I have become the connoisseur de jour of country-style alternative music from Nashville and Austin viz a viz music festivals. I have attended South by Southwest (SXSW) for more than 20 years and witnessed the emergence of everyone from Lucinda Williams to Shakey Graves to Black Puma, not to mention the earlier generations that preceded them and continued to kick butt like Ray Wylie Hubbard, Joe Ely, and Billy Joe Shaver.
I started heading to Tennessee’s AmericanaFest five years ago, where I discovered such wonderful talents, many of them local, such as Erin Rae, Sierra Ferrell, Molly Tuttle, Kyshona, and Lily Hiatt. I plan on going to this Fall’s AmericanaFest and next Spring’s SXSW, as they are the highlights of my musical life. This review is written slightly tongue-in-cheek. I speak as an expert when I am clearly a dilettante.
This is not to say the South Austin Moonlighters don’t deserve serious attention. From Here to Home is a solid record. I apologize to the band for my lack of credentials and earnest rhetoric. It’s just that each member of the quartet (Chris Beall-lead vocals and guitar; Lonnie Trevino Jr.-lead vocals, bass, guitar, piano; Daniel James-drums, percussion, backing vocals; Hunter St. Marie-guitar) seems to be the kind of person drinking shots and beers at the bar who’s more interested in the music than in making conversation. The music suggests the power of liquid accompaniment.
Judging by their name, the South Austin Moonlighters aspire to be identified with their home environs. The title of their most recent album, From Here to Home, suggests the rootedness of their music. It’s a solid record with a strong pulse. But the music is not the sound of classic Austin or the more modern one. They sound alienated from the present town and not content to live in the past. (Typical Austin humor: When is the best time to visit Austin? The implication is, weatherwise, when is the best time of year? Answer: 20 years ago. This insinuates the high point of Austin living was decades earlier before it was discovered by the hordes.)
The point is, Austin is no longer Austin. Everyone in the Texas town knows that. People still move there because even though the city has grown into a megalopolitan area with expensive gentrification overtaking bohemian areas (a Hermès store on South Congress?) and such. The town still earns its self-conceited title as “The Live Music Capital of the World” because it continues to feature great music at the Saxon Pub (where the South Austin Moonlighters frequently hang out), the Continental Club, C-Boys Heart and Soul, the Broken Spoke, Antone’s, etc.) almost every day.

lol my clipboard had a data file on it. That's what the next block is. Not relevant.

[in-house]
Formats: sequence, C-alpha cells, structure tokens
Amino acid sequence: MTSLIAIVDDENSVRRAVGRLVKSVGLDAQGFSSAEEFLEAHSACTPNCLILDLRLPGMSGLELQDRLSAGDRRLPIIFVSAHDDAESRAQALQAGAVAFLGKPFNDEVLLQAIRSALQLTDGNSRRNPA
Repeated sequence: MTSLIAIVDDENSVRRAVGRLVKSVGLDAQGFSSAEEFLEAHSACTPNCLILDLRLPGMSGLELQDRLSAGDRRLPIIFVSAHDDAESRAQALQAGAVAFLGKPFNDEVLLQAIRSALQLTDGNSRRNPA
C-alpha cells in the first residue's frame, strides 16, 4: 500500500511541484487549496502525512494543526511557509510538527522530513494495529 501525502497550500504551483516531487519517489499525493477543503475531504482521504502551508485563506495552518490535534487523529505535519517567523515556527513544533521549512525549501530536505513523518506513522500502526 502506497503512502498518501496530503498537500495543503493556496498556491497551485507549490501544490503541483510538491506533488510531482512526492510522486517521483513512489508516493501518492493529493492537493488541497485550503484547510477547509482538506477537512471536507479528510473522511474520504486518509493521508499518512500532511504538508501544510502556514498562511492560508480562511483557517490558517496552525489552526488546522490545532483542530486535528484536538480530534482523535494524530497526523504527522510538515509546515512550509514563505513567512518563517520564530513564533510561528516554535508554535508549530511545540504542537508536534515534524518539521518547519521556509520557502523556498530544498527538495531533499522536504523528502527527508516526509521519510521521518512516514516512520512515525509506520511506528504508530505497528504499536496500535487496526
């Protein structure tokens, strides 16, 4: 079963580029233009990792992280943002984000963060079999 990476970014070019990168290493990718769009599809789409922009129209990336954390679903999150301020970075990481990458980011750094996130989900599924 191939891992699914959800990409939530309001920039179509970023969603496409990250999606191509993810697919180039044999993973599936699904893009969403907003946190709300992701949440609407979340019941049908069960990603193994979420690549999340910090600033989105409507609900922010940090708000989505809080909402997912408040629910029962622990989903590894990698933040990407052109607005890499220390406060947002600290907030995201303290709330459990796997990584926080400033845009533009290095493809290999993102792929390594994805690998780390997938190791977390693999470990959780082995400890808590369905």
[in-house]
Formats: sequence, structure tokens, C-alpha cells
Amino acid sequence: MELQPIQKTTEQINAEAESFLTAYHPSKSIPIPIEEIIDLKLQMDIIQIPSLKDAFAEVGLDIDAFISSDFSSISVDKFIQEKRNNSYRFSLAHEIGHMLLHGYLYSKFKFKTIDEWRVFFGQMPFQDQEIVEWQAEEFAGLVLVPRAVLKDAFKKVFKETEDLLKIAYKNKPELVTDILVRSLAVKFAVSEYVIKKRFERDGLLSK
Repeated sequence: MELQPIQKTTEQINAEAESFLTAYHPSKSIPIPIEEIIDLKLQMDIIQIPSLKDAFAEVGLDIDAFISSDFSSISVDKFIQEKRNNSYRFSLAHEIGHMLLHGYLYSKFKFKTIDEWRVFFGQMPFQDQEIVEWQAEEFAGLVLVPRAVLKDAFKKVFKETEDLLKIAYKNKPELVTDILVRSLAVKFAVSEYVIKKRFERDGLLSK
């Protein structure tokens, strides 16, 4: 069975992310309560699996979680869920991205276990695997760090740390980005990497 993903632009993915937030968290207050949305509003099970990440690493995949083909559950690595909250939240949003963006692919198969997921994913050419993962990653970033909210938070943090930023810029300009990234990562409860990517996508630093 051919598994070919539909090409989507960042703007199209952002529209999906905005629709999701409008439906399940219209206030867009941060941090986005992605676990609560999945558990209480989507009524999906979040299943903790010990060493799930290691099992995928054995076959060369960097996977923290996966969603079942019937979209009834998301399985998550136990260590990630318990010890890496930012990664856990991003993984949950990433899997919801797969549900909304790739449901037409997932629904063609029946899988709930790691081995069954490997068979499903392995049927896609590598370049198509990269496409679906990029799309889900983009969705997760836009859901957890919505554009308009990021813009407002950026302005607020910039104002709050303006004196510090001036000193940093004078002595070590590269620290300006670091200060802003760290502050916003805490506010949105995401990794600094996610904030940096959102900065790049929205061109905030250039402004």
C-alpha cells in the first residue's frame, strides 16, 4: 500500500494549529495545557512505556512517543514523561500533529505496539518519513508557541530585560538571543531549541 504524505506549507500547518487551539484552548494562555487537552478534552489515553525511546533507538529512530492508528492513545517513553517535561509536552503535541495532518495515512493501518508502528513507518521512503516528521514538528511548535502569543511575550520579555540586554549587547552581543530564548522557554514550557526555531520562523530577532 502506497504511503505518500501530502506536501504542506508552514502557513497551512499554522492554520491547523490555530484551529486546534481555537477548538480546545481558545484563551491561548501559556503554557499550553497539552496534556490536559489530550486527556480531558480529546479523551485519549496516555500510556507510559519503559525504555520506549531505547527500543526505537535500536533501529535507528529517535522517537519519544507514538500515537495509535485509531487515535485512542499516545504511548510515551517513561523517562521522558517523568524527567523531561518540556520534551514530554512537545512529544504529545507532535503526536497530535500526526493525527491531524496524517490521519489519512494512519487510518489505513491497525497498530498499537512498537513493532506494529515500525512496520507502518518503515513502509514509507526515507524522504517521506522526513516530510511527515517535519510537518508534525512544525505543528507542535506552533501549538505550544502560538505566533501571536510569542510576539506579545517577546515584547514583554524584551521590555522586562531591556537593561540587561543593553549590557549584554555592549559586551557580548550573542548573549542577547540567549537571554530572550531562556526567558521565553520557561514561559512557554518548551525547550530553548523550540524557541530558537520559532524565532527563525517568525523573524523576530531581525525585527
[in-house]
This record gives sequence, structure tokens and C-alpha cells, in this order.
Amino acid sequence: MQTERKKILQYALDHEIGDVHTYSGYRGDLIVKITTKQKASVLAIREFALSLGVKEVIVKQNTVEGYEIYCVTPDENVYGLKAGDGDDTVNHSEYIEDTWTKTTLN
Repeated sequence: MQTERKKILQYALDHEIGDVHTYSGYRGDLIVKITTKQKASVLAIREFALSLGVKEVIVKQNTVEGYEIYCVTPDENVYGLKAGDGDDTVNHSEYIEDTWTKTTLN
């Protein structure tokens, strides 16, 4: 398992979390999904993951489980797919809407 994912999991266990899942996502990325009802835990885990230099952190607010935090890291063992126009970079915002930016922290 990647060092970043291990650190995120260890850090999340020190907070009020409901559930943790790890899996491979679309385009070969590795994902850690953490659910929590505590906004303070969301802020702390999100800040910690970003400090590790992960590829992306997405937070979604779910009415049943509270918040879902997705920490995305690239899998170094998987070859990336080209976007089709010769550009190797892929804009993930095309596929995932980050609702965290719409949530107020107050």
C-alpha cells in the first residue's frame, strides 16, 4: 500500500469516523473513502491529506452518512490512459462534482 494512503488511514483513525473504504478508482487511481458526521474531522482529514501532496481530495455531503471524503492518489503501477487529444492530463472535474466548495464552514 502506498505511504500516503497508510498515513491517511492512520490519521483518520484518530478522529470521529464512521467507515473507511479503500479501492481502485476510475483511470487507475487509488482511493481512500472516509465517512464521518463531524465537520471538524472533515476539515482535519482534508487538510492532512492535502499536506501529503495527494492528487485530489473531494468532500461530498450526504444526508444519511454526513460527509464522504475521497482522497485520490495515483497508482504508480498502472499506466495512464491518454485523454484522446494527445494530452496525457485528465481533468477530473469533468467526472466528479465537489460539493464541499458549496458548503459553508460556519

Which is a roundabout way of saying the first song on the South Austin Moonlighters’ From Here to Home is about Nashville. The lyrics don’t paint a pretty picture of the town. The place is cold in both senses. The weather is rainy and chilly. The people are inhospitable. That may be true to a point, but the South Austin Moonlighters ought to walk a mile or two or three or four down their namesake road and remember what used to be with what currently is and ask themselves who should be casting the first stone. As for the Austin climate, one (dirty) word: summer.
The South Austin Moonlighters know this. Austin is also no paradise. All of the ten tracks offer a mostly cynical look at the material world in which we live. “It’s Only Money (That Makes the World Go ‘Round)”, one song title scathingly notes. The hard-hitting “Make a Livin’” begins with an image of “the down-and-out and overwhelmed / lyin’ face-down on the floor”. “Long Time Coming” declares, “Nothing’s free, no guarantees”. And so on. Even the celebratory “Hearts in Parallel” about finding love posits that two hearts cannot become one. The best one can do is find a companion with whom one can travel without conflict. In press notes, Trevino describes the music as “joyous”. He’s also the guy who penned the lyrics to “Then Away, Farewell” with the insight, “The road to death is a lonely highway.” Um, not the kind of sentiment one would necessarily consider upbeat.
Like that other Austin bar band, Band of Heathens, the South Austin Moonlighters rock hard with an electric guitar leading the charge. The four talents play loud. Producer Steve Berlin (Los Lobos) lets the instruments clash to create a riotous noise. Think of From Here to Home as the sound of one big family, each member fighting to be heard. My guess is that a Nashvillian headed to Texas might find the cacophony a little off-putting, but there lies its charm.